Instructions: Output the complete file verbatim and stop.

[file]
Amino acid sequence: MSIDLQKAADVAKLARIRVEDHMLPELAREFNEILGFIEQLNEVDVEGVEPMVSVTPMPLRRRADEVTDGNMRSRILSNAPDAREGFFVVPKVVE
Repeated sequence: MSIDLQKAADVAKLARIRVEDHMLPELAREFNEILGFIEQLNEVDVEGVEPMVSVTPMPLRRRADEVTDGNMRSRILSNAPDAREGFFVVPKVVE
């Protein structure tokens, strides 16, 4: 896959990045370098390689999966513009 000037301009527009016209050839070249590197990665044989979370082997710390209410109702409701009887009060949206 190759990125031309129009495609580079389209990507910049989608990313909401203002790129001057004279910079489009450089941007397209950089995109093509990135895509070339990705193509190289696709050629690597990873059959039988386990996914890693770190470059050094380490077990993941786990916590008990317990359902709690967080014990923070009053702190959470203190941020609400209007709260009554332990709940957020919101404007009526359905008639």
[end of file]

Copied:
Amino acid sequence: MSIDLQKAADVAKLARIRVEDHMLPELAREFNEILGFIEQLNEVDVEGVEPMVSVTPMPLRRRADEVTDGNMRSRILSNAPDAREGFFVVPKVVE
Repeated sequence: MSIDLQKAADVAKLARIRVEDHMLPELAREFNEILGFIEQLNEVDVEGVEPMVSVTPMPLRRRADEVTDGNMRSRILSNAPDAREGFFVVPKVVE
């Protein structure tokens, strides 16, 4: 896959990045370098390689999966513009 000037301009527009016209050839070249590197990665044989979370082997710390209410109702409701009887009060949206 190759990125031309129009495609580079389209990507910049989608990313909401203002790129001057004279910079489009450089941007397209950089995109093509990135895509070339990705193509190289696709050629690597990873059959039988386990996914890693770190470059050094380490077990993941786990916590008990317990359902709690967080014990923070009053702190959470203190941020609400209007709260009554332990709940957020919101404007009526359905008639």